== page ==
Thursday, April 14, 2005

Rudimentary context, con't

Ah work, the curse of the drinking man. Back to the interesting stuff.

I see Scott has responded to my blog. When I said that the query had to replicate the precise document, what I mean is to get a one hit response to a query on a large data set. The more words in the query will result in a diminishing number of responses, until at one point the query is large enough to return the one document that matches. This characteristic makes a simple index and search function essentially useless for most desktop purposes. What google does is give an importance or relevance score which orders the large number of results. I assume that the goal isn't to provide many matches, but provide a few useful ones.

As for computer resources, I once indexed my email collection. It took forever. By definition an indexing and context scheme will be most useful to those who have large amounts of data. That being said, a machine two years old has enormous computing power, most of it unused.

Again I profess no special knowledge in this stuff. I'll continue using my terminology to avoid getting confused.

So back to the mechanics. Once there exists an index of tokens then some interesting analysis can be done. Two goals. First to have a way of identifying common tokens. Say you are a young man, and your interests are evident in the fact that almost all documents have 'Farrah' in them. Any query on 'Farrah' will return all or almost all documents. So for our purposes, 'Farrah' is a common word, at least until the fashion changes and the word 'Angelina' shows up in all documents. So tokens are scored by how often they exist in documents. An arbitrary cutoff could be determined to give us a list of common words. All the other tokens are similarly scored, with the rarely seen words or tokens having a low score, and visa versa. Structured documents give us a problem and an advantage here. HTML or email files have tags that occur in each document, so in the parsing these tags would need to excluded from the scoring.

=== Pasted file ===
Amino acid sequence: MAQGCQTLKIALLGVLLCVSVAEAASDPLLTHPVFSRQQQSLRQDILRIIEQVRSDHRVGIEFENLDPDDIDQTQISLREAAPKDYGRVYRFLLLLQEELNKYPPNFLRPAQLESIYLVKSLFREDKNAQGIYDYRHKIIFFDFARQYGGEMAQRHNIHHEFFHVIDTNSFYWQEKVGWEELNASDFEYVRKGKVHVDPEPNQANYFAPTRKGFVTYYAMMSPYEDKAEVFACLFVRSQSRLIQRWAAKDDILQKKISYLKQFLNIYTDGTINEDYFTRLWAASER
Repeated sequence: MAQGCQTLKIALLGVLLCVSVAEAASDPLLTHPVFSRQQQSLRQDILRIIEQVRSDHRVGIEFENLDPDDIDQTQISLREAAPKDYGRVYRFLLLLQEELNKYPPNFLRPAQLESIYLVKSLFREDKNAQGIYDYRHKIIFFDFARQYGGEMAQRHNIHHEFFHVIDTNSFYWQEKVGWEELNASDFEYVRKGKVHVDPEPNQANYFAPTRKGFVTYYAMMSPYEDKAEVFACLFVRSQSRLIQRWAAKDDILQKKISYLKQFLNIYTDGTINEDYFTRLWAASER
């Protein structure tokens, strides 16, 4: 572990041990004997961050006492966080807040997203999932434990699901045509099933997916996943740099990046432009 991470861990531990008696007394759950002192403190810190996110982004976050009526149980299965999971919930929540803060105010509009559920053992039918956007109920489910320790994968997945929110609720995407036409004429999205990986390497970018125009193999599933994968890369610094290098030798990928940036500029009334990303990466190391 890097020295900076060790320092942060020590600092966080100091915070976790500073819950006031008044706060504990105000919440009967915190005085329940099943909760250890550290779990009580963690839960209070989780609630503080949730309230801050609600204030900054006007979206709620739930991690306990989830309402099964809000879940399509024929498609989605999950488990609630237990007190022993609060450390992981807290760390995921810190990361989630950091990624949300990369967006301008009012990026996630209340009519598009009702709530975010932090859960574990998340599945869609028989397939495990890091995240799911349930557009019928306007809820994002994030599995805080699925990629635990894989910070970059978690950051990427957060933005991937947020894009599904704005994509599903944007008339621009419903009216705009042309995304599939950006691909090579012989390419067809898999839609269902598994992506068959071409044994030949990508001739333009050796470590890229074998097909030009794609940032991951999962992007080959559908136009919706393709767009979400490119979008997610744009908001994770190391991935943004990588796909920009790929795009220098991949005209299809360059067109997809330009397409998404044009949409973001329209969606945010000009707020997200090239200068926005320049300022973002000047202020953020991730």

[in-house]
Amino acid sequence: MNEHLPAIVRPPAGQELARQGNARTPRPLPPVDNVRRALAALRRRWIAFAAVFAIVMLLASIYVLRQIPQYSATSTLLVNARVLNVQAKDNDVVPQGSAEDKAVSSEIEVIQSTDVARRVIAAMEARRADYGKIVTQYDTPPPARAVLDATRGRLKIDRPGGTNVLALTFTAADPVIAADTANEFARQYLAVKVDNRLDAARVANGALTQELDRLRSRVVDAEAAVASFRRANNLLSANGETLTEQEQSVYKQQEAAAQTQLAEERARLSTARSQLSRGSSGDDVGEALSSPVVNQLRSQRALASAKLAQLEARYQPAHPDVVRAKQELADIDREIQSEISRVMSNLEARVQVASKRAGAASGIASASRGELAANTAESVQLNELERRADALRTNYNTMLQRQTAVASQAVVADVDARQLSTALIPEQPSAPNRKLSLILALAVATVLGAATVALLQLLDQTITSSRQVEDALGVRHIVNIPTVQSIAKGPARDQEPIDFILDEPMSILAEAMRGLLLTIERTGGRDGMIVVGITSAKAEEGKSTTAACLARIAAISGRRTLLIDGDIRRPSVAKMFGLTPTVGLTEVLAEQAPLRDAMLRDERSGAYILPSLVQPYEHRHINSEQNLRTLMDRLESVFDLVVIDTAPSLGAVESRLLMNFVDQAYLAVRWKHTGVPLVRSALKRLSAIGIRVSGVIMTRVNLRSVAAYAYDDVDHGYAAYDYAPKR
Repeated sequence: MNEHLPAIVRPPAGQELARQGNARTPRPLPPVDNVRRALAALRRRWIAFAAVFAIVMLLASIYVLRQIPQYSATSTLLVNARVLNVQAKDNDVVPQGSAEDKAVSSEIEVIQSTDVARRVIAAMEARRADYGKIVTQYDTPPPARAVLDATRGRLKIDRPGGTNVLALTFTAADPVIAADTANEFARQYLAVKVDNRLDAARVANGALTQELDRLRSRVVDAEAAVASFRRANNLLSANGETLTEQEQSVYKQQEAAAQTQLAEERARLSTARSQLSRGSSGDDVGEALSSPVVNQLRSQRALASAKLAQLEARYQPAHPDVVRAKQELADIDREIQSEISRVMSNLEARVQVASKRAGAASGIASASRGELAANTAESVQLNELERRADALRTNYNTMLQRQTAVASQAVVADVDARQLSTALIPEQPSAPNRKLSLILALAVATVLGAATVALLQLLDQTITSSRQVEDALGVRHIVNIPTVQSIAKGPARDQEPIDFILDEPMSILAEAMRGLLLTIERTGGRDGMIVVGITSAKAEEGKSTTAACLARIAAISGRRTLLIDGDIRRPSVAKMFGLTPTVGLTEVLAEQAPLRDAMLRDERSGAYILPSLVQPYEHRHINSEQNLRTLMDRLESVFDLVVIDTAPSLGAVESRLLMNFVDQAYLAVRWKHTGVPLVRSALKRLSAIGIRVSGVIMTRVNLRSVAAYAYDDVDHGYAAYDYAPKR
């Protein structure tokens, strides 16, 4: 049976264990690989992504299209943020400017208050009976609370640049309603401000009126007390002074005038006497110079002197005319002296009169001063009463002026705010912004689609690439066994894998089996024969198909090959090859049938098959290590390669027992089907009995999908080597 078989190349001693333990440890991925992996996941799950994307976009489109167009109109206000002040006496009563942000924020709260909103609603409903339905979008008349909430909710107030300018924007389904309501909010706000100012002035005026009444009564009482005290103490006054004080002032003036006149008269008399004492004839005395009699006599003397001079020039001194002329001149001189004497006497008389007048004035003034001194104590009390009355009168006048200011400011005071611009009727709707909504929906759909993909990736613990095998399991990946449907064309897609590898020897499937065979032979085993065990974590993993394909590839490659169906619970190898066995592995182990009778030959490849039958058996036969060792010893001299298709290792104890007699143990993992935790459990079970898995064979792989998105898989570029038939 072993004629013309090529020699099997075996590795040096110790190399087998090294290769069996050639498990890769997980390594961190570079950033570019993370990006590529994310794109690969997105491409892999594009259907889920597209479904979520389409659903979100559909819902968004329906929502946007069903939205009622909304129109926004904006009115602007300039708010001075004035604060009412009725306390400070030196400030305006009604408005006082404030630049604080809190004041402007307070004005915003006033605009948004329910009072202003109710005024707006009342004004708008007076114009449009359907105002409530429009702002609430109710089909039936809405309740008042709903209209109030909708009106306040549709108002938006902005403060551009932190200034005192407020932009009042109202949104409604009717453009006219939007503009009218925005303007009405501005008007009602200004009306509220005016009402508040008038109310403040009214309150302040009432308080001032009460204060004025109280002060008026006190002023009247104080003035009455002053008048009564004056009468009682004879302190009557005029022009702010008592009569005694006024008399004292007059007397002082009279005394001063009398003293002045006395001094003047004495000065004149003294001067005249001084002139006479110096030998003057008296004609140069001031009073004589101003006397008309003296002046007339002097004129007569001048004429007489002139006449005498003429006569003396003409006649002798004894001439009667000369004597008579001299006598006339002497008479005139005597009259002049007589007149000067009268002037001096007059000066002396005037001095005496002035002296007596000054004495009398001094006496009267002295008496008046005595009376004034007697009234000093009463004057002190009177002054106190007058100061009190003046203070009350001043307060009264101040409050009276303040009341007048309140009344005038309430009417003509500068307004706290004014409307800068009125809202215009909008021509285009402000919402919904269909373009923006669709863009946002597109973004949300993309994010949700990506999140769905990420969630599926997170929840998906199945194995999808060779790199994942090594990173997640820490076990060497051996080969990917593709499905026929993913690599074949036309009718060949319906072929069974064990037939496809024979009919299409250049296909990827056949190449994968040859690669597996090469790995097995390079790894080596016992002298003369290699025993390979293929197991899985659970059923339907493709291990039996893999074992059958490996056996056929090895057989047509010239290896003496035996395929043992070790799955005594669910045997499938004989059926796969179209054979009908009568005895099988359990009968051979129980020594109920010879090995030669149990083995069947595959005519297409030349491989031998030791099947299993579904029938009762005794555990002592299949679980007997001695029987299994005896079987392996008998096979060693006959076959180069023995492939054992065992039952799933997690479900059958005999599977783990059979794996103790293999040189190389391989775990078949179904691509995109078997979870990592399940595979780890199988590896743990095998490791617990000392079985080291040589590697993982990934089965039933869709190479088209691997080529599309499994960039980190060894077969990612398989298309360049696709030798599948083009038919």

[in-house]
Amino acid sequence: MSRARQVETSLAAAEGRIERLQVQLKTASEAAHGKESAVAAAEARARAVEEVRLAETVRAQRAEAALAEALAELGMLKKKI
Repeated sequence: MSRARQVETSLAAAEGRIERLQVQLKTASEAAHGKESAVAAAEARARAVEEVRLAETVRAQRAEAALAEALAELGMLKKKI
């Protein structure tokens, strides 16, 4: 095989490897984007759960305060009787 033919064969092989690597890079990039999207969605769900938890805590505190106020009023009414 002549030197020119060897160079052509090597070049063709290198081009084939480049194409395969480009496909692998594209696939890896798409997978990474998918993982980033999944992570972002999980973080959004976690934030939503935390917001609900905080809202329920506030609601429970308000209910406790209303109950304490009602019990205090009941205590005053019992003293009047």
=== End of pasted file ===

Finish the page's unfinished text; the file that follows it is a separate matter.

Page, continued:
Now you would create a document -> token index. From that index you can then begin to discern a way to identify a document. One way is to select the tokens that have the lowest score in the token->document index. Remember tokens could include synonyms. The document becomes identified by the smallest number of low score tokens that would differentiate it from other documents. Hence a third index. (imagine using this to automatically create a document name instead of prompting for a filename). The advantage of structured documents can be used to nudge up the importance of specific tokens, ie. subject line text.

Now to find similar documents to discern contexts. Starting with the lowest scoring token in a given document, using the links in the token->document index, you come up with a list of similar documents. Then go to the next higher scoring token, get documents, and the list gets a bit smaller. rinse lather repeat. Bingo you have similar documents that form a context. Some arbitrary top and bottom thresholds would help avoid seeing patterns when there is none, and missing obvious ones.

Remember that tokens include other metadata such as time, mimetype, and the actual subject of the document. Preliminary matches can then be checked using the other metadata.

Realistically the similarities in most of what goes through a multipurpose desktop will be somewhat contrived, and of limited interest. But we do have patterns of activity. And we all go off on tangents, doing research on a particular subject, or doing a specific project. For our machine to recognize such things as contexts and allow the applications to use this information to assist us would be very useful.

I'm sure there are serious holes in my approach. How would you deal with the common situation where similar work is prepared regularly? My scheme tends towards the recognition of the unusual or differentiating elements. And of course the question of whether all this could be done in a reasonable amount of time and space. I do agree with Scott. I don't think that this is impossible or even impractical. The devil will indeed be in the details.

Now I must go and read what Tenor actually is :)

you're describing the classic "term frequency / inverse document frequency" ranking scheme that is very common in modeling techniques.

it's actually covered right near the beginning of Chapter 2 of the book Scott referenced in his blog "Modern Information Retrieval".

statistical modeling based on content will certainly be useful and interesting, just remember that it's augmented by non-content based contextual information.

i actually consider the latter to be of even higher value than the former.
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